The drumbeat of bad news was too much for Banc-Serv to withstand. Newtek, which paid $5.4 million for the business, wrote down its value to $3.4 million in December 2017 and $2 million in March 2018 before writing it down to zero at the end of that year.

In a lawsuit Agee filed against Newtek in August 2018, she casts herself as the victim.

“Unfortunately for Ms. Agee, Newtek pulled a bait and switch,” she asserted in the suit, which seeks damages in the form of salary, incentive compensation and severance she contends she earned but wasn’t paid.

“Almost immediately after taking control of Banc-Serv, Newtek began deconstructing Banc-Serv.”

Agee said in the suit that the strategy behind the deal was to combine the lender services Banc-Serv provided with the lending capability of Newtek. Banc-Serv had never had the capital to lend, and Newtek had not provided extensive lender services.

The deal also eliminated a competitor in servicing a portfolio of agriculture loans for the Federal Deposit Insurance Corp. Newtek and Banc-Serv previously had been the only vendors.

Agee said that, before acquiring Banc-Serv, Newtek CEO Barry Sloane had assured her Banc-Serv would continue to function as it always had.

In the suit, she takes issue with several of Newtek’s maneuvers, including putting a $100,000 expense on Banc-Serv’s books for “corporate overhead” and draining $400,000 from Banc-Serv’s coffers to pay dividends to Newtek’s shareholders.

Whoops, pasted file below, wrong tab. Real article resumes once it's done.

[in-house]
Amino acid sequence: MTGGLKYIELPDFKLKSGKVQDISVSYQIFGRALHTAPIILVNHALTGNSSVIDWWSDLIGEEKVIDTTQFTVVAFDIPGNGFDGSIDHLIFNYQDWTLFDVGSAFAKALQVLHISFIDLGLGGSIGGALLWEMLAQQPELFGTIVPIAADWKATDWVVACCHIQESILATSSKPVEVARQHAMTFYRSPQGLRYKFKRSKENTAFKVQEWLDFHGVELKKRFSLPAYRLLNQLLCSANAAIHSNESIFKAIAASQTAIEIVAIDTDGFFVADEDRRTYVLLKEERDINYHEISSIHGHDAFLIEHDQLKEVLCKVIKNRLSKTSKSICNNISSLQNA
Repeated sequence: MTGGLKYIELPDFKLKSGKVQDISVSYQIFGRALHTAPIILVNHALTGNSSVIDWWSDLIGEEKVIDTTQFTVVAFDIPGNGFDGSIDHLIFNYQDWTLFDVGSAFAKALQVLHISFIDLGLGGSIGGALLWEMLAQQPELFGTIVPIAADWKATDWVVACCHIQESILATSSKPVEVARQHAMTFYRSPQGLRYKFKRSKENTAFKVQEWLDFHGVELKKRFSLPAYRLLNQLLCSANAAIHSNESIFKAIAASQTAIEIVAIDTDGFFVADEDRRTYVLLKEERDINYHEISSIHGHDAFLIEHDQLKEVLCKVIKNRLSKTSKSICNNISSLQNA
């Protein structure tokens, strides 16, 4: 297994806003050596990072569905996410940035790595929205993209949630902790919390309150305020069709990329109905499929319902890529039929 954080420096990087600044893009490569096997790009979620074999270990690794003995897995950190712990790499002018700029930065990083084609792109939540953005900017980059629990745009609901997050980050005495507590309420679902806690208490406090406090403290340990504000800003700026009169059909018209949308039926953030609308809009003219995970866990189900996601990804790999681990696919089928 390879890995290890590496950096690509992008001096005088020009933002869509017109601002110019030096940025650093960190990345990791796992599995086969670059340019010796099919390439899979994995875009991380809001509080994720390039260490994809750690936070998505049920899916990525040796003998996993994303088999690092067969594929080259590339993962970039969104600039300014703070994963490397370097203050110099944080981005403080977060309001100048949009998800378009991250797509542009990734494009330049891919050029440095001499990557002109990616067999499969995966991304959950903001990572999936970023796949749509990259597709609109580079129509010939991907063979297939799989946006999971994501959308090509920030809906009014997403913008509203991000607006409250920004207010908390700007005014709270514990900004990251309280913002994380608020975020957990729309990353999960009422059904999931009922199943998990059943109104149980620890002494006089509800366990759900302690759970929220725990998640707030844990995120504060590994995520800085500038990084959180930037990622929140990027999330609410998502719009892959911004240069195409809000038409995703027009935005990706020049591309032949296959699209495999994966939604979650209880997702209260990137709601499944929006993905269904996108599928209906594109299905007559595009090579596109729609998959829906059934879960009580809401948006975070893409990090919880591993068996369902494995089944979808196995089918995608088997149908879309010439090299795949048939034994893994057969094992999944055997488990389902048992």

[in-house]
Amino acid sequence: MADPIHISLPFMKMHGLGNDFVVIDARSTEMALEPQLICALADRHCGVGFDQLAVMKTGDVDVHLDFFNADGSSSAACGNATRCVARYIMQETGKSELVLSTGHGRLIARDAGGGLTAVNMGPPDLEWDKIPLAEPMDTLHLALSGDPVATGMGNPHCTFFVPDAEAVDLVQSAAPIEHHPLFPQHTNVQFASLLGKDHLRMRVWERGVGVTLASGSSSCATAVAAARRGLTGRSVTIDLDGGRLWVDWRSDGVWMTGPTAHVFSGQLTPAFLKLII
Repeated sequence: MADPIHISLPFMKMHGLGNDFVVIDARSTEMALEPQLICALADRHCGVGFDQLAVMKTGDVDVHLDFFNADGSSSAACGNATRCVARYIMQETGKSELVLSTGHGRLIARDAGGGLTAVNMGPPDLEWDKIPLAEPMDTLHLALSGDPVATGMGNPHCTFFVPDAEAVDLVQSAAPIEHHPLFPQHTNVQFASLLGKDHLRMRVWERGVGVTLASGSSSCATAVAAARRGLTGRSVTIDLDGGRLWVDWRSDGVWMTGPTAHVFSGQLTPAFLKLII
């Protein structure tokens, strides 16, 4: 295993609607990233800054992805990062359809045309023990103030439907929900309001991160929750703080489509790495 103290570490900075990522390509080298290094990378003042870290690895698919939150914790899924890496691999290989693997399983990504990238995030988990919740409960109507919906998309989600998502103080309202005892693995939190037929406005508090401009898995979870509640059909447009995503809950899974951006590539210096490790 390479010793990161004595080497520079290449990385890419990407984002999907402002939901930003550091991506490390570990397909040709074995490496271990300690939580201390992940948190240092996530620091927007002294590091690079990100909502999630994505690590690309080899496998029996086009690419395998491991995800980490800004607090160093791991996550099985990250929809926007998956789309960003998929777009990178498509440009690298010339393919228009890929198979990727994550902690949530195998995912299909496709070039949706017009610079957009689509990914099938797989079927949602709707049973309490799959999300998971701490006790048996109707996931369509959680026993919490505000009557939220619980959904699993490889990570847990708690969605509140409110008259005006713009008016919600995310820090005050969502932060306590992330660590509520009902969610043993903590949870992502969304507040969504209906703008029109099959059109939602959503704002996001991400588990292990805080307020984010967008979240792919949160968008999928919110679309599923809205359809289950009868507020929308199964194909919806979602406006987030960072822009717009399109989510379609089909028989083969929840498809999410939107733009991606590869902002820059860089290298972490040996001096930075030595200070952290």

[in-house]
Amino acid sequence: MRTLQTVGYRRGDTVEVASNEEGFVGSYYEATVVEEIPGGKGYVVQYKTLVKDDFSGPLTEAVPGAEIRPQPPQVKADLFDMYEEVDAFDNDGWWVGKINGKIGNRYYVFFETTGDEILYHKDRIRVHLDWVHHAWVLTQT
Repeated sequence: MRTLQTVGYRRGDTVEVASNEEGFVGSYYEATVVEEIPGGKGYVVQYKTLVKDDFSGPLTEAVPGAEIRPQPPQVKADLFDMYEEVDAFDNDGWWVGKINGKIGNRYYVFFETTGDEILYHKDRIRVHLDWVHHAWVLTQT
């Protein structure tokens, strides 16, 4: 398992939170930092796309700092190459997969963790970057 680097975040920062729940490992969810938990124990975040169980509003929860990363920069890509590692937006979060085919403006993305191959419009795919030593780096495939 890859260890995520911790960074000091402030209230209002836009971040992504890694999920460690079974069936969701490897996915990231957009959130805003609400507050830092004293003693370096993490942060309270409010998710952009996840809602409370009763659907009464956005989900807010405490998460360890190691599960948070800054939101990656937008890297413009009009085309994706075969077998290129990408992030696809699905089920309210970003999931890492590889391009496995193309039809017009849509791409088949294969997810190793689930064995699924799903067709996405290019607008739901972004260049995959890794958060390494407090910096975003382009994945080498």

Worse, she soon found herself “cut out from accounting meetings regarding Banc-Serv’s finances” and “cut out from Banc-Serv’s marketing strategy and oversight of the company’s marketing activities,” according to the suit.

The changes constituted a material demotion, Agee argued, entitling her to severance due her in the event she resigned for “good reason.”

She said she already had resigned when Sloane called her and said she was being terminated for cause, according to the suit.

In February 2018, two months before Agee’s departure from Banc-Serv, ETI announced it was being acquired by Crawford and his wife.

Someone doing a Google search of the new owners wouldn’t have found anything amiss—despite the blitz of news coverage four months earlier of the FBI raid of Banc-Serv’s offices.

That’s because the press release described Agee as Kerri Crawford, and it described her prior business in the most generic of terms, calling it “a successful Indiana-based small business in the commercial lending industry.”

IBJ was not able to obtain revenue and employment information for ETI.

The other firm Crawford leads, Contour Hardening, had about 75 employees and annual revenue of $15 million in December 2018, when IBJ profiled the firm. Contour makes equipment that heat-treats metal, making it stronger. Its equipment is used in the auto industry and other fields.•

Please enable JavaScript to view this content.

Editor's note: You can comment on IBJ stories by signing in to your IBJ account. If you have not registered, please sign up for a free account now. Please note our updated comment policy that will govern how comments are moderated.

{{ articles_remaining }}
Free {{ article_text }} Remaining
{{ articles_remaining }}
Free {{ article_text }} Remaining Article limit resets in {{ count_down }} days.